While many guidelines recommend a 10‐day course of oral erythromycin following preterm prelabour rupture of membranes (PPROM) as derived from the ORACLE I trial, evidence is emerging that this may encourage a state of antenatal genital tract dysbiosis. In addition, erythromycin’s lack of efficacy toward Gram‐negative microorganisms may promote colonisation and infection, conveying more significant unrecognised risk for very and extremely preterm newborns.

To define patterns of placental infection or colonisation in newborns born before 30 completed weeks gestation following PPROM.

Materials and Methods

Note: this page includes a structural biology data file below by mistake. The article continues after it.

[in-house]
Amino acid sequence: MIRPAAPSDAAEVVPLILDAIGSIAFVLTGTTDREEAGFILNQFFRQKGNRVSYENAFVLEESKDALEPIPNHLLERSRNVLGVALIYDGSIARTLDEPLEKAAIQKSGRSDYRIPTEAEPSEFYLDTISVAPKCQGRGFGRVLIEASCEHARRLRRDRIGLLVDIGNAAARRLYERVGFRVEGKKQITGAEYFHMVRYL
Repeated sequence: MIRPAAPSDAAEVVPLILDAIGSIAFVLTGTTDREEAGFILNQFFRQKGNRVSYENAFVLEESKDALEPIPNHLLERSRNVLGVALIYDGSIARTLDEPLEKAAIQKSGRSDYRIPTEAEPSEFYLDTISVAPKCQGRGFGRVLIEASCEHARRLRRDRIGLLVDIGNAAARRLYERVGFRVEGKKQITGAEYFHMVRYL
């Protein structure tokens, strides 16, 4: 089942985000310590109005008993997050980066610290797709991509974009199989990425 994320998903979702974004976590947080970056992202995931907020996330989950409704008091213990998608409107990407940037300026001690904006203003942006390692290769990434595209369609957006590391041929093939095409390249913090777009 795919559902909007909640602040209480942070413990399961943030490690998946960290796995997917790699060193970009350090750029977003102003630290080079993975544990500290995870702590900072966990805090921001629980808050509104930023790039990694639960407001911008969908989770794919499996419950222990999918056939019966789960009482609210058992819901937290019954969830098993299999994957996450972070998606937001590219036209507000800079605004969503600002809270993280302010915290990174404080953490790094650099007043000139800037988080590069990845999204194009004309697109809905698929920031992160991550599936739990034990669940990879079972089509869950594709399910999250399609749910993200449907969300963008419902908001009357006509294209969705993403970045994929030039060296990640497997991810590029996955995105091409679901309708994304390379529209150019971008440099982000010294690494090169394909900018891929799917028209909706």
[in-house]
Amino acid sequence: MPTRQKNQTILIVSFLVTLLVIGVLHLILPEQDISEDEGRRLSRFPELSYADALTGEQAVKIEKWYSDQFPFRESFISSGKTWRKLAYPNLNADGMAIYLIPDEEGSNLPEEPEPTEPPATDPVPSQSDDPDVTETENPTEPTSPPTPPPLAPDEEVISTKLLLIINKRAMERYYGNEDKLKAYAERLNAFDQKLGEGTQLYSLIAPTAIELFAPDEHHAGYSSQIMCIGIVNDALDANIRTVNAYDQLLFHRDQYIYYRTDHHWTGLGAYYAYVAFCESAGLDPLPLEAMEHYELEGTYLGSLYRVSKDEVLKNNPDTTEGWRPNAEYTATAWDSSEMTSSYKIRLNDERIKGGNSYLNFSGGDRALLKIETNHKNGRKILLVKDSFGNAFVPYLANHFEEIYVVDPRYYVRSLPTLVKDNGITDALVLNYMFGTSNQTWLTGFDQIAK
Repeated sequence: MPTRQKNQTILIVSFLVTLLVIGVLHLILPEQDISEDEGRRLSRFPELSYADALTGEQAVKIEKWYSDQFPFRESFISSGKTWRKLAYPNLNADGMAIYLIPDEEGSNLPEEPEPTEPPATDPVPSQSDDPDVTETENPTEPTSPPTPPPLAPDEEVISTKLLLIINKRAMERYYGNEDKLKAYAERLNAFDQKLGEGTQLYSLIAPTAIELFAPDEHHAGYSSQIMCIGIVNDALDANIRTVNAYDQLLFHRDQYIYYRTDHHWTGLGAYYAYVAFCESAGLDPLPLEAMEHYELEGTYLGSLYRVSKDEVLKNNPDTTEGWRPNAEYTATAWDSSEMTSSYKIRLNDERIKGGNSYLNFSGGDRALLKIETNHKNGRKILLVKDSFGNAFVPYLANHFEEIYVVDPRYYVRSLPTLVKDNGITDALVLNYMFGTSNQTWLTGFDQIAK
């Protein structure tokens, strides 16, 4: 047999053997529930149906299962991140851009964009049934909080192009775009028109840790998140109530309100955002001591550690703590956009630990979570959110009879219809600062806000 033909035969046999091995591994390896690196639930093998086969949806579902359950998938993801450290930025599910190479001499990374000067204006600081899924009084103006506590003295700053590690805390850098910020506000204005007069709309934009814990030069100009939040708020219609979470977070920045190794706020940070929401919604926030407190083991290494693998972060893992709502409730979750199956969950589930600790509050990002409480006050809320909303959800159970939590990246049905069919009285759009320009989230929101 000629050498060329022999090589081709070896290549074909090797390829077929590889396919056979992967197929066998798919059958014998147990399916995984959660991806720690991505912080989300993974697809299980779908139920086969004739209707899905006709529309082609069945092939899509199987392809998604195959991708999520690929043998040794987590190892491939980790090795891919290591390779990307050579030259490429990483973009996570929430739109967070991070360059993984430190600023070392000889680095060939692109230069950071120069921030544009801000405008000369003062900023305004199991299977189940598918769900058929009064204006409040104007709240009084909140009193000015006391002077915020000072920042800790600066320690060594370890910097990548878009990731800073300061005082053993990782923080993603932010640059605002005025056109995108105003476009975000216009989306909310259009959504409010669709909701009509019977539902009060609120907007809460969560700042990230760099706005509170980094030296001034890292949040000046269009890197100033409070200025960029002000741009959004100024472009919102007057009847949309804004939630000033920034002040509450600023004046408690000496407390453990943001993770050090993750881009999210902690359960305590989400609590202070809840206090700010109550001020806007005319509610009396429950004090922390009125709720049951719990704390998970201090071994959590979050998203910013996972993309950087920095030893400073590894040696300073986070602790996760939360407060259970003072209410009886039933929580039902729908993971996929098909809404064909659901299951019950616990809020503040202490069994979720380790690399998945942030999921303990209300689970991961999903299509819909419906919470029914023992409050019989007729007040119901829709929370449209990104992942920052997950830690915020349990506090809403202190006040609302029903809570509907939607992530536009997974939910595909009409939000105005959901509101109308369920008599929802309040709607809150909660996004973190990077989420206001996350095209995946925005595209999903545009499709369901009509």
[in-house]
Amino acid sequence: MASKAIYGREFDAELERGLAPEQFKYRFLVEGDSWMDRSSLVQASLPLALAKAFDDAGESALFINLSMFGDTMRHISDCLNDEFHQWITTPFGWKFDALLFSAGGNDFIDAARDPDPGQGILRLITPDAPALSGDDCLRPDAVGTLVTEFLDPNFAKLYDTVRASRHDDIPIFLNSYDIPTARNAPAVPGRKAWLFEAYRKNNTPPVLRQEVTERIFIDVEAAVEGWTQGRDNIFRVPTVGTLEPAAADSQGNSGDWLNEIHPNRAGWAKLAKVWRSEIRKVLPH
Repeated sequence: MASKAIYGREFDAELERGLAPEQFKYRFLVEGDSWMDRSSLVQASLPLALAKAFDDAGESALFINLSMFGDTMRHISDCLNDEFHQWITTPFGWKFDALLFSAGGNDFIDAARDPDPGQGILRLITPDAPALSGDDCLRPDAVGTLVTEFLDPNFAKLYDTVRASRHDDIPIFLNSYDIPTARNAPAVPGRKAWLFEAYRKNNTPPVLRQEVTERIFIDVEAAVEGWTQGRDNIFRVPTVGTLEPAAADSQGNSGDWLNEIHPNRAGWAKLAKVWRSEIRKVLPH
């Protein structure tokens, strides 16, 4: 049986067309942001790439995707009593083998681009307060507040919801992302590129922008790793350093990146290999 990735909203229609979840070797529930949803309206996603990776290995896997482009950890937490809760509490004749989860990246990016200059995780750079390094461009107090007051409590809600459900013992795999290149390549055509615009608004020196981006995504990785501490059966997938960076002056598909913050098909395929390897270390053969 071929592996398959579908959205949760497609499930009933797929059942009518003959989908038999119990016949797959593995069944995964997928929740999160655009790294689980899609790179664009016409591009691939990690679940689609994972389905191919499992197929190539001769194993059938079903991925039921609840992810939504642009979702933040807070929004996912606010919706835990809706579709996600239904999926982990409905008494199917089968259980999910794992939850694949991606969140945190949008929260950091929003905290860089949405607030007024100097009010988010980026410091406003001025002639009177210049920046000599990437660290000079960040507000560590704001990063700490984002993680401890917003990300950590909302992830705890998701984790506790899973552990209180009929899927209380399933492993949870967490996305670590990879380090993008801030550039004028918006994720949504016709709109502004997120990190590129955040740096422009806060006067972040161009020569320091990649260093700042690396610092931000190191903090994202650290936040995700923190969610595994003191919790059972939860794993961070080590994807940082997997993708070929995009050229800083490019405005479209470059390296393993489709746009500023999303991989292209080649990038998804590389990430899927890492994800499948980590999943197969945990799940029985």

Retrospective cohort study of mother‐infant dyads who delivered at < 30 completed weeks gestation following PPROM in a South Australian tertiary perinatal centre between January 2012 and December 2015. Main outcome measures included placental and neonatal culture and sensitivities within 72 h of delivery and histologic chorioamnionitis. Categorical characteristics were analysed using two‐sided Fisher’s exact test and numerical characteristics via analysis of variance. Results During the four years studied, 126 infant‐mother dyads were identified. Where a placental swab was taken, 23.9% cultured Gram‐negative organisms and the majority (58.8%) were antimicrobial‐resistant. Those that received erythromycin had increased incidence of antimicrobial‐resistant Gram‐negative organisms on placental swab (P = 0.02). All cases of neonatal early‐onset sepsis (EOS), including two cases of multi‐resistant Gram‐negative EOS, occurred in those who received erythromycin. Conclusions The current antibiotic recommendations for PPROM may promote selection of unhindered antimicrobial‐resistant Gram‐negative organisms and may increase risk of Gram‐negative EOS in very and extremely preterm newborns. Further wide‐scale examination of antibiotic recommendations in PPROM is necessary.